Ils partent vers d'autres destinations
A la recherche d'une nouvelle définition
Ils s'enrichissent, se croisent, se mêlent.

Puis, je les vois revenir dans le lointain
lourds de sens, le pas incertain
Ils sont fatigués et traînent des pieds
il est temps de les coucher, là sur le papier.

English Version:

The Life of Words

In my mind, my words prance.
When bored, they invite friends.
They laugh and dance farandoles,
are partying loudly, relentlessly.

Some times they have had enough and rebel
They go to other destinations
Looking for a new definition
They get richer, intersect, mingle.

Then I see them back in the distance
full of meaning, not the uncertain
They are tired and dragging their feet
it is time to sleep, then on paper.

I would like to add it’s not easy to write in a language that one doesn’t speak. Therefore when reading this the original language will express this person the best. ♦Website’s owner.

Prompt Tuesday-Image Four, Kim Robertson


Kim Robertson

Show Offs (Event Entries) May 16, 2013

Lot’s Tale

Never look back.
Never look back.
Don't look back.

"Flee to the hills, lest you be swept away!', they both said. Lot trudged on through the desert heat, thinking back on the last 24 hours.

The day had started much like any other, but Lot sensed something in the air. He went to the city wall, as he did each day to greet the rising sun.  It rose amid a shroud of angry red light, shimmering across the plains. Birds awoke with the sun, but instead of singing Lot watched them fly out of the city and away towards the hills. On his way home normally Lot would see a few friendly cats and dogs in the streets, he had some treats in his pocket for them. Today all was silent and empty, none of his friends where around.  Even when he released the chickens from their cages they did not want to come out, they just hid inside the coup, as if a fox was waiting outside. Something was clearly not right.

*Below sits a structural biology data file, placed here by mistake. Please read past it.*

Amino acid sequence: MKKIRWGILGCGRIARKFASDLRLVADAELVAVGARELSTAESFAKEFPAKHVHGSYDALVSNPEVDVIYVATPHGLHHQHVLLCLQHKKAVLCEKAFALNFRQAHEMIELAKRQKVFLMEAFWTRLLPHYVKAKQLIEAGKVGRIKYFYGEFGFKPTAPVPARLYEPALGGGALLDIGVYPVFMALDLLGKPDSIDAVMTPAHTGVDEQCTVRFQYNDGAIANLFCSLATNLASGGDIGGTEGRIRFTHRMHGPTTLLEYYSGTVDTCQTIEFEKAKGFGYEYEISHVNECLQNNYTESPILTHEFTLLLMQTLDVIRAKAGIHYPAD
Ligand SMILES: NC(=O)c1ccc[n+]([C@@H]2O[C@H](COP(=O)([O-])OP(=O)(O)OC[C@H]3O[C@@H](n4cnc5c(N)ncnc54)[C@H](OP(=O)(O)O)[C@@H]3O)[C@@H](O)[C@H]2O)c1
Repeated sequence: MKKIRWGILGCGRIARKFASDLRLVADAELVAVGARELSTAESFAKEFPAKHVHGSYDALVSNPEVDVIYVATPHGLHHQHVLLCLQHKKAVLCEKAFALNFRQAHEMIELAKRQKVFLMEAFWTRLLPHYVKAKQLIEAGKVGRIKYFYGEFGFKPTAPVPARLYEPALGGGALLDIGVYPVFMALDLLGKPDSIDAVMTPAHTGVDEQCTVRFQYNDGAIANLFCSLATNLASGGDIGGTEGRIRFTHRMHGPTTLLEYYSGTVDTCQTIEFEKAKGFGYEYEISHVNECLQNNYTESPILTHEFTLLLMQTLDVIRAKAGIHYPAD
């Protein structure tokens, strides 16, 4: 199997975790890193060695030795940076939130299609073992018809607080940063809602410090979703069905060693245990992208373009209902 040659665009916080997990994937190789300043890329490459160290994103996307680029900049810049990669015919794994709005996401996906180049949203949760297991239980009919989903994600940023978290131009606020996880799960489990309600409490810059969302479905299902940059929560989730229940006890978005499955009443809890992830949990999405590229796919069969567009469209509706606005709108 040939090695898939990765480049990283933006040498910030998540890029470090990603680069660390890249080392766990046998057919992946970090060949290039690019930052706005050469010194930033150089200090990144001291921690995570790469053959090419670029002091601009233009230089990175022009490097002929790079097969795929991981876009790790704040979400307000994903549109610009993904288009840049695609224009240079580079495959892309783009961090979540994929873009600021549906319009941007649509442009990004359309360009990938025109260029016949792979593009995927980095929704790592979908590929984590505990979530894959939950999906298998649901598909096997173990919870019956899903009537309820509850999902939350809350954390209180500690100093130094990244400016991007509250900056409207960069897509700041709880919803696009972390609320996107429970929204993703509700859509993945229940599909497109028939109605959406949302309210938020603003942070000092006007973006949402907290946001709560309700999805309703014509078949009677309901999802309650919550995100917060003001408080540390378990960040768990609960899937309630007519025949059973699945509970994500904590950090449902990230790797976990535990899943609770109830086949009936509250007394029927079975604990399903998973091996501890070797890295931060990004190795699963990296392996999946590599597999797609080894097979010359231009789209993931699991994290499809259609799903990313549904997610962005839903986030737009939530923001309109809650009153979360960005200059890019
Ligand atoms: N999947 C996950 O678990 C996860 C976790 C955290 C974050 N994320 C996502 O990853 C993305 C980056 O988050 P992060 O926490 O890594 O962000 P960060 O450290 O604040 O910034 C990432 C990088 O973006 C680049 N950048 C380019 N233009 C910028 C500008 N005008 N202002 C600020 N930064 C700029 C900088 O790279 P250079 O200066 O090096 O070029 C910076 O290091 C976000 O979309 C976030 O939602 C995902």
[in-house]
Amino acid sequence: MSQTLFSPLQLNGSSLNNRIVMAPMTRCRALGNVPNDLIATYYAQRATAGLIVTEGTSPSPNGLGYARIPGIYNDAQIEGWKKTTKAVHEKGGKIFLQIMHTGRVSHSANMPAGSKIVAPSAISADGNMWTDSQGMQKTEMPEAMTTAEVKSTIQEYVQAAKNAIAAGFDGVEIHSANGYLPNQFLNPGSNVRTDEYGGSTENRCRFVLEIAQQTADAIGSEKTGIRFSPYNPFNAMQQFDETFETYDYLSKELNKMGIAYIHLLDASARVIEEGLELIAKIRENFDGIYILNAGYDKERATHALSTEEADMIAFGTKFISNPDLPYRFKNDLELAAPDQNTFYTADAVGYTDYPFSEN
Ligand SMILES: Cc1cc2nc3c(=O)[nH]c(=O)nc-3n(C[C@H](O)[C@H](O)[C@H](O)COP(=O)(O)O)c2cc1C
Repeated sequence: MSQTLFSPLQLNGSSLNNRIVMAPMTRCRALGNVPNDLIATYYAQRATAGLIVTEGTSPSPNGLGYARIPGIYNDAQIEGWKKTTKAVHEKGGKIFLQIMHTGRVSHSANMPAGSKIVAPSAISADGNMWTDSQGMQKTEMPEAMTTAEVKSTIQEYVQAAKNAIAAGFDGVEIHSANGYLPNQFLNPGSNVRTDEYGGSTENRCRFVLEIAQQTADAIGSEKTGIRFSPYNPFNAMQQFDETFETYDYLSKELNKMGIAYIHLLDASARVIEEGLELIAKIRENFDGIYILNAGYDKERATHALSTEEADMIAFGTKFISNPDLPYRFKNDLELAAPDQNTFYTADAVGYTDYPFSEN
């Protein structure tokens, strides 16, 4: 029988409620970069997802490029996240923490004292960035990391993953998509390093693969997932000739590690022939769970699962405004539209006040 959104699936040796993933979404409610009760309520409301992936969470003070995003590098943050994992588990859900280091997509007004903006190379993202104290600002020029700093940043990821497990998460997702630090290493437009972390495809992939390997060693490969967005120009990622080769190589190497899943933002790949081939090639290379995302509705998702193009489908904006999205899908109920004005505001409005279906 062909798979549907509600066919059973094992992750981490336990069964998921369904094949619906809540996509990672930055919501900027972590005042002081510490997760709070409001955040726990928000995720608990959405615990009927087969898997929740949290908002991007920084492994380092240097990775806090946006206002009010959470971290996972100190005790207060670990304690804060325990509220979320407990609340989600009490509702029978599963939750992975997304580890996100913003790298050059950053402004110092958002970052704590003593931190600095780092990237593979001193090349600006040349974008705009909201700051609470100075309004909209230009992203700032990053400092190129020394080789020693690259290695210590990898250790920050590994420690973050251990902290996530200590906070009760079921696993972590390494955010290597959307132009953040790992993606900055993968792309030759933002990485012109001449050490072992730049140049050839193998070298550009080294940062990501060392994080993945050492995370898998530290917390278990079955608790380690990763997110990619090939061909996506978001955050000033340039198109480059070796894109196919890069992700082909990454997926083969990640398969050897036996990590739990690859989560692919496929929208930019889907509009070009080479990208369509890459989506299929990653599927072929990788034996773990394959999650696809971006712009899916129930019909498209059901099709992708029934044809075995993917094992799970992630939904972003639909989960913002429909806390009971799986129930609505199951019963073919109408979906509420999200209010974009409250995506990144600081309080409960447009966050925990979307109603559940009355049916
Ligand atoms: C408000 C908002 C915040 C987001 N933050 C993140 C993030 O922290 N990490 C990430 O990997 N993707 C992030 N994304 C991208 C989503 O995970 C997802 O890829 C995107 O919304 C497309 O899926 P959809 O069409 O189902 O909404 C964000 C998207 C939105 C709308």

Troubled, he later went to the market. There he spied his prospective sons-in-law who were brothers. Both were drunk and rowdy and, upon seeing Lot, they made him welcome. “Ah Lot, come have a drink with us! Soon we will marry your daughters and bring honor on your family. You could certainly do with that, eh!”, they laughed. Lot was a very patient and kind man and took the disrespectful behavior without response. “Boys, I am worried. The birds and animals are behaving strangely; there is something not right in the air. Last time it was like this there was a large earthquake. Maybe we should leave the city and head onto the plains where it will be safer?”

“Both of the young men laughed out loud, “Ah Lot! You see a few birds flying away and you think the world is ending! Today is a beautiful day and all is right with the world. You can go and stand in the hot sun and stare at mountains all on your own!”

Lot spent the day gathering supplies for a journey for his family. He decided that a small journey for a few days would not harm anyone. In the evening he came home and was met by his wife and daughters. “Ho! Lot, where have you been today? We have missed you.” Lot replied, “Beloved Edith, I have gathered food and supplies for a journey.  We are going to Zoar!”. So they all gathered their things.